missranawaywiththerakeThe second book in Elizabeth Boyle's Rhymes With Love historical romance series is And the Miss Ran Away With the Rake, a clever Regency comedy of errors.

Miss Daphne Dale responds to a newspaper advertisement looking for a “sensible lady of good breeding for correspondence, and in due consideration, matrimony." Writing as “Miss Spooner," she strikes up a practical correspondence with “Mr. Dishforth." However, when she meets charming bad boy Lord Henry Seldon, she finds herself torn between the two men.

Writes romance columnist Christie Ridgway, "What transpires is an engaging comedy in which words and deeds sometimes confuse minds and hearts, and the happily-ever-after seems just out of reach. A charmer."

In a 7 questions interview, we chatted with author Elizabeth Boyle about all the fun she has while writing historical romances:

"Truly, who wouldn’t want to spend their days wrangling dukes? But I love the writing process—the nuts and bolts of a discovering a story idea/characters, pondering the what-ifs and weighing the story potential, and then exploring those characters by telling their story. Adding the historical elements is like the frosting on cupcakes—so many choices and always the chance to toss in some sprinkles."

Enjoy an excerpt from And the Miss Ran Away With the Rake (read more here):
And tonight, Daphne carried high expectations she would be . . . would be . . . She glanced over at her dear friend, and whispered a secret prayer that when she found her true love, she might be as happy.

And how could she not with Mr. Dishforth somewhere in this room?

Yes, Mr. Dishforth. She, Daphne Dale, the most sensible of all the ladies of Kempton was engaged in torrid correspondence with a complete stranger.

And tonight she would come face to face with him.

Oh, she would have stared down an entire regiment of Seldons tonight if only to attend this ball. To find her dear Mr. Dishforth.

“Who looks a bit pink?” Miss Harriet Hathaway asked, having just arrived from the dance floor, looking altogether pink and flushed.

Meanwhile, Lady Essex was growing impatient. “Miss Manx, how many times do I have to remind you how imperative it is to keep one’s vinaigrette close at hand?”

Harriet cringed and asked in an aside, “Who is the intended victim?”

Tabitha pointed at Daphne, who in turn mouthed two simple words.

Save me.

And being the dearest friend alive, Harriet did. “It is just Daphne’s gown, Lady Essex. The pink satin is giving her a definite glow. A becoming one, don’t you think?”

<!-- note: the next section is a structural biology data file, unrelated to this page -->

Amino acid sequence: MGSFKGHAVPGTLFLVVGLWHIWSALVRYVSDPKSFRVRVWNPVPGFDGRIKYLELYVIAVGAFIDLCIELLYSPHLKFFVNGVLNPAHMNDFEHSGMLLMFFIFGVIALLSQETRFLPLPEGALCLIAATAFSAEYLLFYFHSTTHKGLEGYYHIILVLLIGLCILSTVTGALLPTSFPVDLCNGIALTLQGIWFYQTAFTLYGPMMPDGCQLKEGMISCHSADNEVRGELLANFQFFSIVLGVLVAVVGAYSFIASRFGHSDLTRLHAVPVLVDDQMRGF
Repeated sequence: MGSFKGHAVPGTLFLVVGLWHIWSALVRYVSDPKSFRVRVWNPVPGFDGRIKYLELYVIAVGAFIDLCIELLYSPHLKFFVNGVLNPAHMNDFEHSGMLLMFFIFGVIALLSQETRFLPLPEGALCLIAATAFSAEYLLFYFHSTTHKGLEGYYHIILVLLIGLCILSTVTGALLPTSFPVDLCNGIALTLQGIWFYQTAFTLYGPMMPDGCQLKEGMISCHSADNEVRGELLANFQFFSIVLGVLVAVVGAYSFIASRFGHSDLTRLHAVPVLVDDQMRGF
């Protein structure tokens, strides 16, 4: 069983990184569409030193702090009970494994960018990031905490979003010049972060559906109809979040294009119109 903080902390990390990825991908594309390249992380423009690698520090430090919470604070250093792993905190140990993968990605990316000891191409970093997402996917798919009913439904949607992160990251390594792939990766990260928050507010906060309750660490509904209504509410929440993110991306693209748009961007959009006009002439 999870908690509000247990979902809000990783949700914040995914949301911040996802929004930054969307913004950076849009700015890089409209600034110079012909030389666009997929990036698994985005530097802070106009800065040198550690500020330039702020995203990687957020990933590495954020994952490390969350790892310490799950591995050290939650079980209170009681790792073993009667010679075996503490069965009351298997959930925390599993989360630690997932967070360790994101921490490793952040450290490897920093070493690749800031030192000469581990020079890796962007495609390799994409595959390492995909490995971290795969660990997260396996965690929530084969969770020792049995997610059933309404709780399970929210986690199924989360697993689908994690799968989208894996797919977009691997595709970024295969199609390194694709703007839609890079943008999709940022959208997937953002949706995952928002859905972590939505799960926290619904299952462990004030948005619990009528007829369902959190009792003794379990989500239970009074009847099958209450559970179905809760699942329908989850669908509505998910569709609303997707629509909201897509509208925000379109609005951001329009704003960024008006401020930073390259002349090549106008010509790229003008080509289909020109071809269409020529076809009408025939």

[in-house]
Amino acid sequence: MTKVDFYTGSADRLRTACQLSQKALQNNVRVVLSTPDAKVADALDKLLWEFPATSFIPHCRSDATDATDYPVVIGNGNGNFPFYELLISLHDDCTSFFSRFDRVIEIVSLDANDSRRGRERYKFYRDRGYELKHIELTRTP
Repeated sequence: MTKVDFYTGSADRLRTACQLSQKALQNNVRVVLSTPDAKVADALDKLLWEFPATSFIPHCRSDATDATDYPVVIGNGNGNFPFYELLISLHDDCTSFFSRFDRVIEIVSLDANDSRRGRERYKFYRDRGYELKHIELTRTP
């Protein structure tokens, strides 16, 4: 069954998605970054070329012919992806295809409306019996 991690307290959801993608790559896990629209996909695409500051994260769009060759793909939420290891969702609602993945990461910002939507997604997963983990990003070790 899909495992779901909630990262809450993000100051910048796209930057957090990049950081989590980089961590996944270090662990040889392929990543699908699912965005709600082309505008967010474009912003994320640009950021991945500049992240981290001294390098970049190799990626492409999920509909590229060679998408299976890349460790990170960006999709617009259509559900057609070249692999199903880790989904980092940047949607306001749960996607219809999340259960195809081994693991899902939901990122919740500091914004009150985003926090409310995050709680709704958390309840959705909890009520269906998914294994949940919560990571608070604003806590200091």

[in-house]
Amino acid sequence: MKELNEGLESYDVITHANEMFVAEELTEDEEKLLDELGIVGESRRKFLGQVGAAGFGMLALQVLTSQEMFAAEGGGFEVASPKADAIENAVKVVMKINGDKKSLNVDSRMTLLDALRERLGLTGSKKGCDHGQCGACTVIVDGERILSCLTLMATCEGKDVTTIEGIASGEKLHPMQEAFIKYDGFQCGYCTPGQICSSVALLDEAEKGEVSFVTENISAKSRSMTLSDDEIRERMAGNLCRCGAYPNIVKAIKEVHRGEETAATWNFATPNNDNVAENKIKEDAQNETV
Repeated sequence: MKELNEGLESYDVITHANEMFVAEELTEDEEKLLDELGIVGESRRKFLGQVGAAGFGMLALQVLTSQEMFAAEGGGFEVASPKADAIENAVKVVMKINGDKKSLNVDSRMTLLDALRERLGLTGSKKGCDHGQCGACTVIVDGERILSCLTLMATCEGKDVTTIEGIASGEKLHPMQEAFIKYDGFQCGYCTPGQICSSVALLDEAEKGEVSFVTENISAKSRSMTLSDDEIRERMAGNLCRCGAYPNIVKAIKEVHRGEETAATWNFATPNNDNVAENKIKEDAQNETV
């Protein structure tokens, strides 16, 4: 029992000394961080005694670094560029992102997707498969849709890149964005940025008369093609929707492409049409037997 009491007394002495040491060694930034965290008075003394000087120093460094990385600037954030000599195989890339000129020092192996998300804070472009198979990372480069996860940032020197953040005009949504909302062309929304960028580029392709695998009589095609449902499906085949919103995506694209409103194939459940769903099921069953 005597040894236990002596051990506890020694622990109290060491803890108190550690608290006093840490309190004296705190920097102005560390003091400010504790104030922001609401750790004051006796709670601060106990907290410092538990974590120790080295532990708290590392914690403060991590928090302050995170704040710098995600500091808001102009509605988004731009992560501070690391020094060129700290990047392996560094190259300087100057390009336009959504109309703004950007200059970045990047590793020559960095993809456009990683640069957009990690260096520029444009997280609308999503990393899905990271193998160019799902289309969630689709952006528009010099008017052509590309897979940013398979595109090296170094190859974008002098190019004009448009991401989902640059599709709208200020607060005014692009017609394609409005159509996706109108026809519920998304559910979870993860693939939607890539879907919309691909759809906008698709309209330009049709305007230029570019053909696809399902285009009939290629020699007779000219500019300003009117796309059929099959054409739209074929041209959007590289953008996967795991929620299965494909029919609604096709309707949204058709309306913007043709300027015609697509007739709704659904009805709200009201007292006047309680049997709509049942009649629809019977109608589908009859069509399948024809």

Bless Harriet right down to her slippers, she’d tried.

“She’s flushed, I say,” Lady Essex averred. Then again, Lady Essex also like any opportunity to bring out her vinaigrette, and had even now taken the reticule from Miss Manx and was searching its depths herself. “I won’t have you fainting, Daphne Dale. It is nigh on impossible to maintain a lady-like demeanor when one is passed out on the floor.”

Tabitha shrugged. It was hard to argue that fact.

Yet Harriet was ever the intrepid soul and refused to give up. “I’ve always found, Lady Essex, that a turn about the room is a much better means of restoring one’s vitality.” She paused and slanted a wink at Daphne and Tabitha while the lady was still engrossed in her search. “Besides, while I was dancing with Lord Fieldgate, I swore I saw Lady Jersey on the other side of the room.”

“Lady Jersey, you say?” Lady Essex perked up, immediately diverted. Better still, she failed to remember that she should probably be chastising Harriet for dancing with the roguish viscount in the first place.

“Yes, I am quite certain of it.” Then Harriet did one better and looped her arm into the spinster’s, handed the hated reticule back to Miss Manx and steered the old girl into the crowd. “Weren’t you saying earlier today that if you could but have a word with her, you’d have our vouchers for next Season?”

Just like that, the hated vinaigrette was utterly forgotten and so was Daphne’s flushed countenance.

A Lady Jersey sighting trumped all.

With Harriet and Lady Essex sailing ahead, Daphne and Tabitha followed, albeit at a safe distance so they could talk.

“You are taking a terrible risk,“ Tabitha whispered to Daphne. “If Lady Essex were to find out--“

“Sssh!“ Daphne tapped her finger to her lips. “Don't even utter it aloud. She can hear everything.“

It was a miracle as it was that the old girl hadn't discovered Daphne's deepest, darkest secret—that she’d answered an advertisement in the paper from a gentleman seeking a wife.

There it was. And the gentleman had answered her. And then she had replied in kind. And so the exchange had gone on for the last month, all anonymous and mysterious and most likely beyond the pale and ruinous if anyone discovered the truth.

Certainly, if Lady Essex found out that such a scandalous correspondence had been carried out right under her nose, then the only notes Daphne would be composing would answering the messages of condolences for Lady Essex’s fatal heart ailment.

“Do you think he’s here yet?” Tabitha asked, looking around the room.

Daphne shook her head, glancing as well at the crush of guests. “I have no idea. But he’s here, I just know it.”

Her own Mr. Dishforth. Daphne felt that telltale heat of a blush rising in her cheeks. At first their letters had been tentative and skeptical, but now their correspondence, which was carried out in a daily flurry of letters and notes, had suddenly taken a very intimate turn.

I would write more but I have obligations this evening at an engagement party. Dare I hope my plans might intersect with yours?

Daphne pressed her fingers to her lips. An engagement party. Which could only mean, he was here.

comments powered by Disqus